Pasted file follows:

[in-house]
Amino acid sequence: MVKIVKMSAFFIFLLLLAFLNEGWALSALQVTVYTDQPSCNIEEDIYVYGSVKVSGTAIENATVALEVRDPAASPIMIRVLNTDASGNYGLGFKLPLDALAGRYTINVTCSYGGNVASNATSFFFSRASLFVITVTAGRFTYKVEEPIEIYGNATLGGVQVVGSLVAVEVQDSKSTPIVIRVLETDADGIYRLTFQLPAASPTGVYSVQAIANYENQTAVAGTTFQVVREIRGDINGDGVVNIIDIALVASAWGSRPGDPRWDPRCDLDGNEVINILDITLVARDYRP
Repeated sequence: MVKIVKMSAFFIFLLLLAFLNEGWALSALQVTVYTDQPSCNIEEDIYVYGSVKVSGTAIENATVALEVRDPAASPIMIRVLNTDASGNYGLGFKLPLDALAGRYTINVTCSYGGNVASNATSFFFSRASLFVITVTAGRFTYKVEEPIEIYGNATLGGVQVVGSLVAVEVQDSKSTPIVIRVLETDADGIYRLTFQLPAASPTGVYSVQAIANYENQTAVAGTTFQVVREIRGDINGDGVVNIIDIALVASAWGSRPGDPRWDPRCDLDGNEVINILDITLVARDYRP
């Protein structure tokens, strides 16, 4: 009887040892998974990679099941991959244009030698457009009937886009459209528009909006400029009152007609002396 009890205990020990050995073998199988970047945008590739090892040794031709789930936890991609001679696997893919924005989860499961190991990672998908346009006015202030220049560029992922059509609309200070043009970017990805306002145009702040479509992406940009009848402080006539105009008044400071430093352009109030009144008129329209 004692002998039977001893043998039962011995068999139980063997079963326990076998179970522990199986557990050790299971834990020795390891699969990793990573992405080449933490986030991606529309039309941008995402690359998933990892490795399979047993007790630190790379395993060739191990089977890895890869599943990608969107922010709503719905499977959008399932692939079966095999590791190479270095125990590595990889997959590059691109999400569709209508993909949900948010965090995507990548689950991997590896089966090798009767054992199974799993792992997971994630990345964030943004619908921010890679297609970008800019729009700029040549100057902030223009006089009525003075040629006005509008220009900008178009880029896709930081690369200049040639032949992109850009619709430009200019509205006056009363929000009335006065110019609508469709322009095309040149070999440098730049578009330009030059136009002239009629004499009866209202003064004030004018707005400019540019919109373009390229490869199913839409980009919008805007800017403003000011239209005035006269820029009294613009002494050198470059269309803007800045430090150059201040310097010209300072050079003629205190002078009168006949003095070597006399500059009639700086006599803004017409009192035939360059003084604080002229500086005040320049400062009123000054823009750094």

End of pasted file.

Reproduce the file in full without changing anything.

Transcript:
[in-house]
Amino acid sequence: MVKIVKMSAFFIFLLLLAFLNEGWALSALQVTVYTDQPSCNIEEDIYVYGSVKVSGTAIENATVALEVRDPAASPIMIRVLNTDASGNYGLGFKLPLDALAGRYTINVTCSYGGNVASNATSFFFSRASLFVITVTAGRFTYKVEEPIEIYGNATLGGVQVVGSLVAVEVQDSKSTPIVIRVLETDADGIYRLTFQLPAASPTGVYSVQAIANYENQTAVAGTTFQVVREIRGDINGDGVVNIIDIALVASAWGSRPGDPRWDPRCDLDGNEVINILDITLVARDYRP
Repeated sequence: MVKIVKMSAFFIFLLLLAFLNEGWALSALQVTVYTDQPSCNIEEDIYVYGSVKVSGTAIENATVALEVRDPAASPIMIRVLNTDASGNYGLGFKLPLDALAGRYTINVTCSYGGNVASNATSFFFSRASLFVITVTAGRFTYKVEEPIEIYGNATLGGVQVVGSLVAVEVQDSKSTPIVIRVLETDADGIYRLTFQLPAASPTGVYSVQAIANYENQTAVAGTTFQVVREIRGDINGDGVVNIIDIALVASAWGSRPGDPRWDPRCDLDGNEVINILDITLVARDYRP
């Protein structure tokens, strides 16, 4: 009887040892998974990679099941991959244009030698457009009937886009459209528009909006400029009152007609002396 009890205990020990050995073998199988970047945008590739090892040794031709789930936890991609001679696997893919924005989860499961190991990672998908346009006015202030220049560029992922059509609309200070043009970017990805306002145009702040479509992406940009009848402080006539105009008044400071430093352009109030009144008129329209 004692002998039977001893043998039962011995068999139980063997079963326990076998179970522990199986557990050790299971834990020795390891699969990793990573992405080449933490986030991606529309039309941008995402690359998933990892490795399979047993007790630190790379395993060739191990089977890895890869599943990608969107922010709503719905499977959008399932692939079966095999590791190479270095125990590595990889997959590059691109999400569709209508993909949900948010965090995507990548689950991997590896089966090798009767054992199974799993792992997971994630990345964030943004619908921010890679297609970008800019729009700029040549100057902030223009006089009525003075040629006005509008220009900008178009880029896709930081690369200049040639032949992109850009619709430009200019509205006056009363929000009335006065110019609508469709322009095309040149070999440098730049578009330009030059136009002239009629004499009866209202003064004030004018707005400019540019919109373009390229490869199913839409980009919008805007800017403003000011239209005035006269820029009294613009002494050198470059269309803007800045430090150059201040310097010209300072050079003629205190002078009168006949003095070597006399500059009639700086006599803004017409009192035939360059003084604080002229500086005040320049400062009123000054823009750094």